This study aims to identify strategies used by diabetic patients who received a lower extremity amputation to prevent further amputation. Preventative strategies include appropriate foot care as well as general diabetes care. By gauging the adequacy of self-care and postoperative clinic follow-up, the academic centre can measure the need for improvement in services, and create new education programs as necessary. Research results will also provide the context for future studies to examine potential barriers to self-management post amputation, and lay the groundwork for similar studies of larger scales for this high-risk population. Existing literature suggests inadequate compliance with self-care among diabetic patients, including diabetic amputees prior to amputation. This trend may be similar in diabetic patients post amputation as they may continue to manage their care inappropriately. On the other hand, diabetic amputees may pay more attention to their care due to greater perception of disease severity or more education on self-care after the initial amputation. This study is explorative in nature and will reveal which of these hypotheses is correct.
Eligible participants were patients registered at a tertiary academic health centre from January to March of 2013 who received a unilateral lower limb amputation after being diagnosed with any type of diabetes. Lower limb amputation can be divided into amputation of the toe(s), foot, lower leg (including ankle), or upper leg (including knee). Participants must be at least 18 years of age.
A cross-sectional survey was conducted to provide a descriptive overview of the preventative strategies employed by amputees against further amputation. Patients were recruited from Prosthetics and Pedorthist services, Amputee clinic, and Foot clinic at the academic institution. Convenience sampling was used due to the limited amount of time available and small population size. Pedorthists and physicians were asked to identify patients who had appointments the following week and who fulfilled the inclusion criteria. After consent was sought, participants were given paper-based self-administered questionnaires Appendix I, which offered anonymity and were time saving and inexpensive. Each questionnaire contained 26 questions, and included validated questions from Summary of Diabetic Self-Care Activities Measure . Questions sought for information on demographic and clinical characteristics as well as foot care and general diabetes care. Completed questionnaires were returned to study personnel in sealed envelopes, and were stored in a secure, locked cabinet. Ethics approval was obtained from the academic center Research Ethics Board.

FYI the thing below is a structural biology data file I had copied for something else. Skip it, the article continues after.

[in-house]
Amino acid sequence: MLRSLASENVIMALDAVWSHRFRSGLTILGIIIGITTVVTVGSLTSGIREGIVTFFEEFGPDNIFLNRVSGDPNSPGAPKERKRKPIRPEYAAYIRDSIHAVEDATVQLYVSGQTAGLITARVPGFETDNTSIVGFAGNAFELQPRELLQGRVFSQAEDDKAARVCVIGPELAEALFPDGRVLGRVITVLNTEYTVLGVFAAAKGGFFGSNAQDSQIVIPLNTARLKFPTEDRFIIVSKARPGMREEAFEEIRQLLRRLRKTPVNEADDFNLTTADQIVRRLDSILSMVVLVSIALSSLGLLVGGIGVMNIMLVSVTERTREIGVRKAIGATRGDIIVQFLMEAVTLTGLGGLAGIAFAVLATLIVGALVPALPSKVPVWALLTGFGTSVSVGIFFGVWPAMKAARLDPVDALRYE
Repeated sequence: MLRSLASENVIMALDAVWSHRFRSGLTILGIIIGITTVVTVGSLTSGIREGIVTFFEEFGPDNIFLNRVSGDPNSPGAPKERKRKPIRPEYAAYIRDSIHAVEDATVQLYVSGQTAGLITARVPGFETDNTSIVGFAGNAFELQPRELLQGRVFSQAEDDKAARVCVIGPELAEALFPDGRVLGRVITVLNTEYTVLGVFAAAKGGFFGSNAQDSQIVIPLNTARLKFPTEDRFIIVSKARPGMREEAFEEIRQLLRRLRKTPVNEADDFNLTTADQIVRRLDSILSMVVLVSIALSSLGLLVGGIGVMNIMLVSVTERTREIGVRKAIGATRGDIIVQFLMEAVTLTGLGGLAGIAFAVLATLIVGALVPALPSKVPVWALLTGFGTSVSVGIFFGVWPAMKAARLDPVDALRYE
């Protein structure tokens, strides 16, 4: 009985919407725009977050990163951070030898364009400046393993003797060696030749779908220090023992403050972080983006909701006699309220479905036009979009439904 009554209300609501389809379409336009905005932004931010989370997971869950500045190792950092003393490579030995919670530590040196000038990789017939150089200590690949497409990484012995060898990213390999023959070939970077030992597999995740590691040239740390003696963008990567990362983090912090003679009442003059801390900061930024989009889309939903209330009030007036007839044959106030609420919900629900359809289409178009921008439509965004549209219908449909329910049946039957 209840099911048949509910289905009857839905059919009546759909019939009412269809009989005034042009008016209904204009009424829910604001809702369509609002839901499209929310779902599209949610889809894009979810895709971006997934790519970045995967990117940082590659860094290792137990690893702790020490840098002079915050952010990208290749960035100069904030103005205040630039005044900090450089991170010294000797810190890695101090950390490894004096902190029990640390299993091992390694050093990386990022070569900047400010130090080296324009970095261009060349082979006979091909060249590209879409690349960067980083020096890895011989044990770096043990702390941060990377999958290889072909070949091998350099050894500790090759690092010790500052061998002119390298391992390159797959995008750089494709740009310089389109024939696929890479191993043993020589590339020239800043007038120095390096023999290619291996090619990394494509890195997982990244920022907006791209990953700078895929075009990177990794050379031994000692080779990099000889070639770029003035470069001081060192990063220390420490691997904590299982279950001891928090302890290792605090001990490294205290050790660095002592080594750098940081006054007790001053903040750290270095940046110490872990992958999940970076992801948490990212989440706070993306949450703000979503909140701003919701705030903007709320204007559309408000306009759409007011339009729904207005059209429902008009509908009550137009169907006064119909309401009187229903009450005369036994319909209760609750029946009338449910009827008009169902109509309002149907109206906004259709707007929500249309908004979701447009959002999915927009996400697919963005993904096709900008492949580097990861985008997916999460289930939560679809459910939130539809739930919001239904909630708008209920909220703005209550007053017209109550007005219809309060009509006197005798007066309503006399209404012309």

Ten eligible participants were identified during the study period. 100% agreed to participate in the study. The mean age of participants was 61 (33, 82) years (Table 1). 80% of participants were male. 50% were single, and 80% were living with family. 80% had an annual income of $0 - $19,999. 60% of participants had college or university education. The mean Body Mass Index (BMI) was 32 (24, 43) kg/m2. All participants had type II diabetes (Table 2). On average, participants were diagnosed with diabetes 17 (3, 40) years ago, and received a lower limb amputation 3 (1,9) years ago. The mean time between diagnosis and amputation was 14 years. 90% of participants had a lower leg amputation at or above the ankle, and 10% had an upper leg amputation including the knee. None of the participants had amputation of toe(s) or foot.80% of amputations was performed on the right leg. Half of the participants checked their feet on a daily basis within the past week (Table 3). Only 30% of participants inspected inside their shoes, and 40% never inspected inside their shoes within the past week. 30% of participants washed their feet everyday within the past week, all of whom dried their toes after washing. Half of the participants wore shoes prescribed by physicians and fitted by pedorthists, and 40% wore socks prescribed or recommended by physicians or pedorthists (Table 4). 90% of participants had their feet examined by a healthcare professional within the past year, and 60% had two or more exams in the past year. 90% of patients received some form of information from their healthcare providers about foot care, such as brochures and websites. 30% also participated in a formal Diabetes Education Program. All patients took the recommended medication for their diabetes daily within the past week (Table 5). 80% monitored their blood sugar every day within the past week, and 20% were compliant with blood sugar monitoring on at least four days in the past week. On the other hand, only 30% followed their eating plan every day, and only 40% participated in at least 30 minutes of physical activities (including walking) within the past week. 10% of participants never followed an eating plan and never participated in the recommended level of physical activities. 20% of participants were smokers, and on average smoked two cigarettes per day.
Table 1: Demographic Characteristics View Table 1
Table 2: Diabetes and Amputation Characteristics View Table 2
Table 3: Utilization of Recommended Foot Care Strategies in the Past Week View Table 3